by “I love Cilantro” (Factory Stories #1, January 2012)
Working in the factory has turned me into a robot. I live a mechanical existence. Almost every day I repeat my role in the same scenes.
The alarm clock wakes me up at exactly 7:20 in the morning. I go to the toilet, wash my face, change my clothes, no time to brush my teeth, I take my key and run straight to the factory. I get to the canteen a bit before 7:40, find a bowl, and rush to the window where they serve food. The aunty on the other side of the window serves me a bowl of porridge and a pancake about as thin as paper. This is my breakfast. Because I can’t fill my stomach, and the canteen won’t give me an extra pancake, I often buy a couple of steamed buns on the street. It’s the only way I can make it until noon.
Our workshop is on the fourth floor. We make face masks. Each work post has a production quota, determined by specialized employees who stand behind our backs, timing us with a stopwatch. They always try to raise the quota by counting more than we actually produce. Moreover, they do this in the morning when we have the most energy, forcing us to repeat that speed for 11 hours. Otherwise we don’t reach the quota and have to do unpaid overtime. Most workers can’t meet the monthly quota. Although the management in this workshop isn’t particularly strict, and you need no special permission for a leave of absence, everyone is self-conscious. Some don’t even go to the toilet—not because they don’t need to go, but because they’re afraid they won’t meet the production quota if they do. Most people wait until they finish their work, so the toilets are always packed at the end of a shift.
When it’s time for our break, the line leader gives the order to stop the line, then we queue up and wait for him to tell us when it’s OK to leave. We’re supposed to punch out one by one in an orderly fashion, but the queue tends to break up when we’re all eager to get to the canteen as quickly as possible, so the line instructors usually stand by the queue—supposedly to enforce discipline, but generally they just yell at us. By the time I finally punch out, change my overalls and shoes, and run down from the fourth floor to the canteen, it’s already packed with 200 people queued up in front of four windows. I grab a bowl, walk to the end of a queue, and then wait and wait, peeking into other people’s bowls to see what’s being served. When my turn finally comes up, I realize the dish I wanted is long gone, and all that’s left is the stuff that not only I but everyone dislikes. But I have no choice, so I take a few scoops of pickled vegetables to fill my stomach (and complain later). I often complain about the lack of decent food to my coworkers, but they blame me for running late, saying if only I hurried up there would be plenty to eat. Although I don’t argue, I’m always thinking that with a certain amount of people and a certain amount of food, it shouldn’t matter who arrives first or last; even if I came earlier, that would just mean someone else wouldn’t get to eat.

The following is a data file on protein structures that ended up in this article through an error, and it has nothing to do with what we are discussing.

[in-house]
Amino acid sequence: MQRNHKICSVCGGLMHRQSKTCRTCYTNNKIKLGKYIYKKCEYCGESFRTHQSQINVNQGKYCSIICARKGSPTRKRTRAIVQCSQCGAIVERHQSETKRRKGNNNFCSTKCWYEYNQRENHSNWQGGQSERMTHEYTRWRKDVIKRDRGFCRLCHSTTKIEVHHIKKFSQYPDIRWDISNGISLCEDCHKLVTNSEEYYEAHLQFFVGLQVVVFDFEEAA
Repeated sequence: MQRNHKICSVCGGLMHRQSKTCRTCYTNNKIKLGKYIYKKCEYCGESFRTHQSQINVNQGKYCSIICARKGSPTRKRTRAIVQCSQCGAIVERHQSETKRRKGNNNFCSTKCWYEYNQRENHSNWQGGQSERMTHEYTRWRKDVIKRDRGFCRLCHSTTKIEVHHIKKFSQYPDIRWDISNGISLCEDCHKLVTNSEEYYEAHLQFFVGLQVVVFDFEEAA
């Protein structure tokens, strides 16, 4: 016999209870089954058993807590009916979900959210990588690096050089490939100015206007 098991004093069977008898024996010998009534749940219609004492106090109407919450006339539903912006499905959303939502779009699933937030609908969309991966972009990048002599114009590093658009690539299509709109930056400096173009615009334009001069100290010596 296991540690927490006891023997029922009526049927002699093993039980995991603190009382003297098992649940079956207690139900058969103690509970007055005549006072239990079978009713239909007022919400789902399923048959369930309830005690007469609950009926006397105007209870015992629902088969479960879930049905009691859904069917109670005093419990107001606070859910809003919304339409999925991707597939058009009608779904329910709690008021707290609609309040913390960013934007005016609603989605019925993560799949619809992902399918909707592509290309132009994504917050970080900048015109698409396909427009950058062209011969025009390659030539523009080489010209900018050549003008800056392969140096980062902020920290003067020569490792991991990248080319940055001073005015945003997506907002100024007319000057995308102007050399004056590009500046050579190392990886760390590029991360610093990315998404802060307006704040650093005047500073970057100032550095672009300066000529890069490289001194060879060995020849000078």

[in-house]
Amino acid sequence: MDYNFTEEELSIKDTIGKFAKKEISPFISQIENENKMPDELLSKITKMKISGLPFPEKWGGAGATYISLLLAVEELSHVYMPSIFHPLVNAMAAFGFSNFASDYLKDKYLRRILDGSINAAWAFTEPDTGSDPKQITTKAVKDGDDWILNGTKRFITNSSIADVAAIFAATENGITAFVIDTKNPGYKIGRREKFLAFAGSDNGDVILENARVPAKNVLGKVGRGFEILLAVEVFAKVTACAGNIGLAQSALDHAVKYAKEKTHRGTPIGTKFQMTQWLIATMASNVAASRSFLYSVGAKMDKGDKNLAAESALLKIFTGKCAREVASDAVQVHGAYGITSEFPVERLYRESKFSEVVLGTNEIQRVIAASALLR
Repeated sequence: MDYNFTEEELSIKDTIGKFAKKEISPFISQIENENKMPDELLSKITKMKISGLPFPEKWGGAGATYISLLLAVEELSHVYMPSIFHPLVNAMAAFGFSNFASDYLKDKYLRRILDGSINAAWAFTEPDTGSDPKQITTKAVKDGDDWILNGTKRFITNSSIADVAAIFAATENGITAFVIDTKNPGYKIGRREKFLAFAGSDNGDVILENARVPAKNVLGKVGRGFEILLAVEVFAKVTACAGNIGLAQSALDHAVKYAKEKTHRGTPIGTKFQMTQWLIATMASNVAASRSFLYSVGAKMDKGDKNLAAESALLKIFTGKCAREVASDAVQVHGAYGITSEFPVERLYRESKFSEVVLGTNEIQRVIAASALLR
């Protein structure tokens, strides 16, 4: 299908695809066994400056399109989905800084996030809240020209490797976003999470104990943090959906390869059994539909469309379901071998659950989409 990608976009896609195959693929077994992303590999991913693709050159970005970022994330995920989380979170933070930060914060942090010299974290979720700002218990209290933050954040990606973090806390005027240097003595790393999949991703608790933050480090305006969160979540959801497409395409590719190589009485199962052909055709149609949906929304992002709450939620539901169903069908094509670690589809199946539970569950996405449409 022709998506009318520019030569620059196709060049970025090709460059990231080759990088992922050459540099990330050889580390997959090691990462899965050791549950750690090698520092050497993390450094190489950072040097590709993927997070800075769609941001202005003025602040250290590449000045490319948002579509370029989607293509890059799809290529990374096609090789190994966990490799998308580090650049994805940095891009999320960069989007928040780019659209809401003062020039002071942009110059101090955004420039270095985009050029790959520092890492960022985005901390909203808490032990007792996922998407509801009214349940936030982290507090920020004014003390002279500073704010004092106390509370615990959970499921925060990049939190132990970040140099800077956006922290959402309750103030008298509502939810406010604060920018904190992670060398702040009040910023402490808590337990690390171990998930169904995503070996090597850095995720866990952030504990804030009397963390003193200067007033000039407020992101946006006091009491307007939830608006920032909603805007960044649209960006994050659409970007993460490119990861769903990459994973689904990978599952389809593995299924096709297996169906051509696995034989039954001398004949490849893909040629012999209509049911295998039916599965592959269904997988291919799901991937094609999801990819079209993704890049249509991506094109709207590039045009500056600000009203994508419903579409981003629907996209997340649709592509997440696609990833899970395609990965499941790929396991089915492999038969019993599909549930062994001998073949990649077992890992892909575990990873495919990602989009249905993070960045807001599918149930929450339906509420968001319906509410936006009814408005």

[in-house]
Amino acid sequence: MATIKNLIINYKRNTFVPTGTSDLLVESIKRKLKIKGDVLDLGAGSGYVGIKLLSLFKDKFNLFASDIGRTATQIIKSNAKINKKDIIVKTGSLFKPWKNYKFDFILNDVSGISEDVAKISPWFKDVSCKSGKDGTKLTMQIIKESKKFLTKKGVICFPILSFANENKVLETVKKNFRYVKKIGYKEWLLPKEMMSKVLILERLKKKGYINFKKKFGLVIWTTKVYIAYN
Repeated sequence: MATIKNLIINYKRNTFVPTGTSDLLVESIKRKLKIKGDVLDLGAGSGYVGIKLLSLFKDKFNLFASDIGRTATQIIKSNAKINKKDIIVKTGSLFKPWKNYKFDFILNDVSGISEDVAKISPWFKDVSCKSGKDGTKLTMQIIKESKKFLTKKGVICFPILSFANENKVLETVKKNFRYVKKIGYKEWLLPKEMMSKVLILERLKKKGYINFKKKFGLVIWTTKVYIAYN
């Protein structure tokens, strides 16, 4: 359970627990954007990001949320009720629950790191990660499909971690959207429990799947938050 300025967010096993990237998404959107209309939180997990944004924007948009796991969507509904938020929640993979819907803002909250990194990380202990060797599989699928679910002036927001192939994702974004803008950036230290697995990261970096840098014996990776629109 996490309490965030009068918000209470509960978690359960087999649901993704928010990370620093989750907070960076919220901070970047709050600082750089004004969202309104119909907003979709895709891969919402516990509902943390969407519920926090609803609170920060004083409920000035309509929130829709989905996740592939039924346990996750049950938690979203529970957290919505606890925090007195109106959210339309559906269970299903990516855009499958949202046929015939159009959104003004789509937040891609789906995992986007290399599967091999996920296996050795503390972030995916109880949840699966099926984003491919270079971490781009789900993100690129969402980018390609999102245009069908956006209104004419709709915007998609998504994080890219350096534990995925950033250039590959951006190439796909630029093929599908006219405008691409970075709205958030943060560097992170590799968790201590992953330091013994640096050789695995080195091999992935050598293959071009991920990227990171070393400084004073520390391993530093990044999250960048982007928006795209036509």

Although the food is bad, I have to eat something—I’m thinking about the five hours of work I have to do in the afternoon, so I manage to gulp it down somehow. The afternoon shift is the same as the morning one, an endless stamping of face masks (that means welding together the mouth cover and ear straps). Eating dinner feels like eating a cloned version of lunch: everything is exactly the same. Sometimes I think my canteen fee is spent entirely on pickled vegetables—it’s not worth it, but there’s nothing I can do. Going outside to eat takes too much time, and I’m sure the street stalls are even less sanitary than the canteen. Although my coworkers sneer at hearing this, I keep hoping the canteen will improve.
After dinner, there are two more hours of overtime. This is the easiest part of the day, since we know it’s almost over, at least. As we get close to the end, everyone grows excited, as if we’re about to be “liberated.” That’s why we work really fast in the evenings and seem incredibly energetic. We’re finally done, freed, and after walking out of the factory gate, the fatigue weighing down my body unconsciously melts away into the noise of the commercial district. I also forget the repression of the shop floor, as if all that’s left is the unbearable physical exhaustion. Only then do I realize that I really spent myself in the workshop.
I repeat this kind of existence day after day, on the shop floor, unable to see the sun, seldom going to the toilet even once. It goes so far that I’m afraid the sunlight will hurt my eyes! Although this is just one day, perhaps this will be my entire life as long as I’m “affirming” my labor-power in the factory.